A Siberian Husky, Santa Claus & The Piggly WigglyThursday, December 21, 2006
At age 64 I find it very hard to identify myself as a Canadian, a Mexican or an Argentine. I become that more confused at Christmas time. The fact is that I have now lived more in Canada than in Mexico or Argentina. I lived in Austin, Texas for five years. Might I be an early product of globalization as I feel very American? It may have had to do with our decidedly American Christmases.
While in Buenos Aires my family celebrated Christmas when most of Buenos Aires' kids (then) put out their shoes on the eve of the Epiphany (January 6). We called it Los Tres Reyes. None of my friends understood who "my" Santa Claus was. I could not (then) have explained that Santa came to my house via Manila. My mother had been born there and the Philippines, as an American protectorate, celebrated a snowy Christmas in the tropics. It was equally startling to see our Christmas tree in our BA house. It was usually 38 degrees celsius outside.
My first Mexico City Christmas in 1953 was equally strange. My grandmother was a diplomat who worked at the Philippine Embassy. She told us that as a diplomat she had to live in a nice home. So she, my mother and I lived (with Rusty, Siberian Husky) in a grand old house on Sierra Madre Street in the very fashionable Las Lomas de Chapultepec district (colonia). That Christmas my grandmother had given me a brand new Raleigh bicycle so my guess is that the Santa Claus in this picture taken very near my house on Explanada Boulevard happened sometime before the new year.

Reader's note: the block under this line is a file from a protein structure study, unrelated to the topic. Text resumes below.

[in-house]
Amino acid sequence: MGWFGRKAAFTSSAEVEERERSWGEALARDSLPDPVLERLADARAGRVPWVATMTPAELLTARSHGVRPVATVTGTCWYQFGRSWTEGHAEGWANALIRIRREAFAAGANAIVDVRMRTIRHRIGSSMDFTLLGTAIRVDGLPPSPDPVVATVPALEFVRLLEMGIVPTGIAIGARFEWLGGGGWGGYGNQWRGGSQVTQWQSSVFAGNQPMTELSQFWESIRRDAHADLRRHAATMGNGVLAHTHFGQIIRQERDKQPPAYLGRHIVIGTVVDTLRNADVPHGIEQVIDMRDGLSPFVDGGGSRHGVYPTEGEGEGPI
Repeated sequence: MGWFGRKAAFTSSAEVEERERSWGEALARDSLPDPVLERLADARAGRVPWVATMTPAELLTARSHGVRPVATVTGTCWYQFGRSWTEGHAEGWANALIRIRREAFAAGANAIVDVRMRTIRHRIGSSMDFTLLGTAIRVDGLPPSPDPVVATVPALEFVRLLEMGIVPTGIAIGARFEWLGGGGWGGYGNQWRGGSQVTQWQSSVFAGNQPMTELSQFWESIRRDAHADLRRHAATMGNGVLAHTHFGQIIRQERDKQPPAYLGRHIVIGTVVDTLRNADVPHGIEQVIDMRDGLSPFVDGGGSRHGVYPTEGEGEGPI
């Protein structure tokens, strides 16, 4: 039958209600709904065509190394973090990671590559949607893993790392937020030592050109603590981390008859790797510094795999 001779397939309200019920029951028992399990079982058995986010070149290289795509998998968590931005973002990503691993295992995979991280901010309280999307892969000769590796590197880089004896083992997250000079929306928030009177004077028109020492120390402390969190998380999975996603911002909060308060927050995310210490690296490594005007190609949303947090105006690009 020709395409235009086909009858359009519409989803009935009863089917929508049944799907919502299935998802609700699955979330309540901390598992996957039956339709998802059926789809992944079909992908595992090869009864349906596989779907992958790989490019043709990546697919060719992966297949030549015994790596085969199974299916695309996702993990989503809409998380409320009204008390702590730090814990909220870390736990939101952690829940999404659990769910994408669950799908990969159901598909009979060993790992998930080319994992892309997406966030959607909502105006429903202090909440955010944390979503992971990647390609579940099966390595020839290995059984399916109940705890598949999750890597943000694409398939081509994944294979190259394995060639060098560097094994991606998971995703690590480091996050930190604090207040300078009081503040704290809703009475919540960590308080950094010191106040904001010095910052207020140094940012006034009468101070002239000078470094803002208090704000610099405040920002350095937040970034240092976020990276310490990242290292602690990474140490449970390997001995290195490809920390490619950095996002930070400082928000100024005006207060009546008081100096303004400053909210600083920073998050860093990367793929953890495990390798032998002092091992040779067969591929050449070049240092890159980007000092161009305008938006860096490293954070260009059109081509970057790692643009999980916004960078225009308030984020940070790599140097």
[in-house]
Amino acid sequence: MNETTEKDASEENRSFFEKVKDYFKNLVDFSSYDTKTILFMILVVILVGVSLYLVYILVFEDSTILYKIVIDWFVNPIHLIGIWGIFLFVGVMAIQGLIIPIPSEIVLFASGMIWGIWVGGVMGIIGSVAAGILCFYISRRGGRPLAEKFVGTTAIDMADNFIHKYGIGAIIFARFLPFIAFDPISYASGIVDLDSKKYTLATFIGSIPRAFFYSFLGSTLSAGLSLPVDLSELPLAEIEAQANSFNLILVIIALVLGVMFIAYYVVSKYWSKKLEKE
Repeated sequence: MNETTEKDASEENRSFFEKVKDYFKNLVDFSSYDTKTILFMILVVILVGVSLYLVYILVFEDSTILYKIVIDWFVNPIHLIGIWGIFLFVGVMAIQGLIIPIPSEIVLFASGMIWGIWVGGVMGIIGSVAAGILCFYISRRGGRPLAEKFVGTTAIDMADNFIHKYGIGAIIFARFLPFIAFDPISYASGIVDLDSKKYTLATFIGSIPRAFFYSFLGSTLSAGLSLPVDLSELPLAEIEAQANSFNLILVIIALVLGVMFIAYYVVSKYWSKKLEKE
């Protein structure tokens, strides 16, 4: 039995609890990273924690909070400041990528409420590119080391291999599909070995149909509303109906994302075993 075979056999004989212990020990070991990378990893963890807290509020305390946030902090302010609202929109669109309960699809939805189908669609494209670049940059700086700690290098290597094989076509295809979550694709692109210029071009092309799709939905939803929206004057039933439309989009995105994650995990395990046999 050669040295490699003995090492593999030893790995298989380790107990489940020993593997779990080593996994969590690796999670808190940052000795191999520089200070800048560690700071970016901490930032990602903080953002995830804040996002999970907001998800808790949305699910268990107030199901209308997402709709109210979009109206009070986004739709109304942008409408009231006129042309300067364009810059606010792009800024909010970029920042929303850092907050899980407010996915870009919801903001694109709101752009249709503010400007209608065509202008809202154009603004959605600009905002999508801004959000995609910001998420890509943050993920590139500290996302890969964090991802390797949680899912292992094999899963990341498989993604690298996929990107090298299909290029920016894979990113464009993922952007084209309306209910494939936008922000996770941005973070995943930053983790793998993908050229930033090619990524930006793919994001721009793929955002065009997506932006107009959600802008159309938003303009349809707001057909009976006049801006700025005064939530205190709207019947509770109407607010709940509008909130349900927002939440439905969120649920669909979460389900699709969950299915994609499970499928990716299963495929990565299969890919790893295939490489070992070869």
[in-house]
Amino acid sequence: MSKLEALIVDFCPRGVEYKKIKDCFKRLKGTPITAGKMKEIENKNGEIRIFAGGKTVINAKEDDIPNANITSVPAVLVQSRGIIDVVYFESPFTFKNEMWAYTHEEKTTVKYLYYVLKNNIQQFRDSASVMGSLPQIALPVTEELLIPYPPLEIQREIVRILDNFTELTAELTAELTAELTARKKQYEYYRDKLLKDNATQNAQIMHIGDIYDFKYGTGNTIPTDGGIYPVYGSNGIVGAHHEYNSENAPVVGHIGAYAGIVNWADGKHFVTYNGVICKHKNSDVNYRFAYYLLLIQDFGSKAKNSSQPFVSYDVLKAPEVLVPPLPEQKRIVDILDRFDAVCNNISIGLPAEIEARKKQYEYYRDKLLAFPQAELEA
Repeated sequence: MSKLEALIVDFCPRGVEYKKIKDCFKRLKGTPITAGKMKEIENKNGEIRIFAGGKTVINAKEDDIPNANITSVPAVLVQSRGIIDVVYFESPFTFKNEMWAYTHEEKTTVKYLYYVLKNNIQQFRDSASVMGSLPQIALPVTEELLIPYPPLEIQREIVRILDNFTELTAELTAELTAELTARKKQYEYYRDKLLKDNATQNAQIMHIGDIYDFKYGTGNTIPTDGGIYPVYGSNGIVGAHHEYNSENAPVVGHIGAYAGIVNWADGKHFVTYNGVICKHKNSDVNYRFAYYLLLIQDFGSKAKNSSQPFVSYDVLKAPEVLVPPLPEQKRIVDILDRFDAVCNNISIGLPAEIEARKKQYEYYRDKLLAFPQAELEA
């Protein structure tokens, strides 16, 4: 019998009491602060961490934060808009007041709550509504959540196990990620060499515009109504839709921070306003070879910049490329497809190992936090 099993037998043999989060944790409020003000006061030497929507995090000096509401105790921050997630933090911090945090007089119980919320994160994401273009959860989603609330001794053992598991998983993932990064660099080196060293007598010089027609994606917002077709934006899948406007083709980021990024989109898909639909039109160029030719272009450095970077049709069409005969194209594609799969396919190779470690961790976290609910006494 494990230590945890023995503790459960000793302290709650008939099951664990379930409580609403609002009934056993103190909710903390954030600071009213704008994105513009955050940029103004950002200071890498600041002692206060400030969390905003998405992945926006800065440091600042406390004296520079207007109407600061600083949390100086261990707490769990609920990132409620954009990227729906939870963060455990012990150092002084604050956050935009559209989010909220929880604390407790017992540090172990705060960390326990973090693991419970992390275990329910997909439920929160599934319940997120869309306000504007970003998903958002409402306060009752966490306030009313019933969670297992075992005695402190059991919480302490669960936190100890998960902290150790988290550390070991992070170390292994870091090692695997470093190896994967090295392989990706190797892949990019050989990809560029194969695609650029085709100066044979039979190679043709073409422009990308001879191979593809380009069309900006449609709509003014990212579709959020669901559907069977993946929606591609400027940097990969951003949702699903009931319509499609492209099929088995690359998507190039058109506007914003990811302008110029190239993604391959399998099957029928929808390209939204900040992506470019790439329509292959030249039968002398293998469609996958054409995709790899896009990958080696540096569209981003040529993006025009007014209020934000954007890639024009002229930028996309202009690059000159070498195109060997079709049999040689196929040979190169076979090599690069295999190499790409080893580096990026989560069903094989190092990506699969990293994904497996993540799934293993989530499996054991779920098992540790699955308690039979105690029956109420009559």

My Aunt Dolly (my mother's younger sister) lived in Mexico City. Her husband, Bill Humphrey was an American geologist who drove a candy red Buick Century. That car and our Siberian Husky were one of a kind in Mexico City. An outgoing American geologist has given us his dog. Rusty had the habit of escaping and going after other dogs, cats, chickens that he could find in the neighbourhood. My mother, often had to pay for dead chickens that were shown as evidence that Rusty had gone on a prowl. Our Mexican neighbours feared Rusty as he never barked but would howl on full moons or to greet us when we came home.
In school I was laughed at because of my Argentine Spanish so I quickly learned to speak like a Mexican. By then the memory of that illustration in the Argentine Billiken (a children's magazine) that showed the Bishop St Nicolas of Bari as being the real Santa Claus was no longer my proof for his existence.
I grew up (or so I thought) by the end of that year. I would cycle to the nearby American shopping district where at a bookstore I discovered Tom Corbett, Space Cadet and the Hardy Boys . There was also a Piggly Wiggly store that catered to the Americans of Las Lomas. That's were I found my first box of Kellogg's Frosted Flakes. I must have become an American then.
It was also about then that my grandmother thought I was old enough to hear her story. She told me how she had left Manila in 1920, a penniless widow, with her three children, to live in the Bronx. She told me they had disembarked from a Japanese ship in a magical place that had enormous conifers, that was called Vancouver. She told me they had walked into a cavernous train station (the CP Station at the foot of Seymour Street) to take a train that took them to New York City.
I did not know then that someday I was going to share with a Canadian wife a fondness for Kellogg's Honey Crunch Corn Flakes.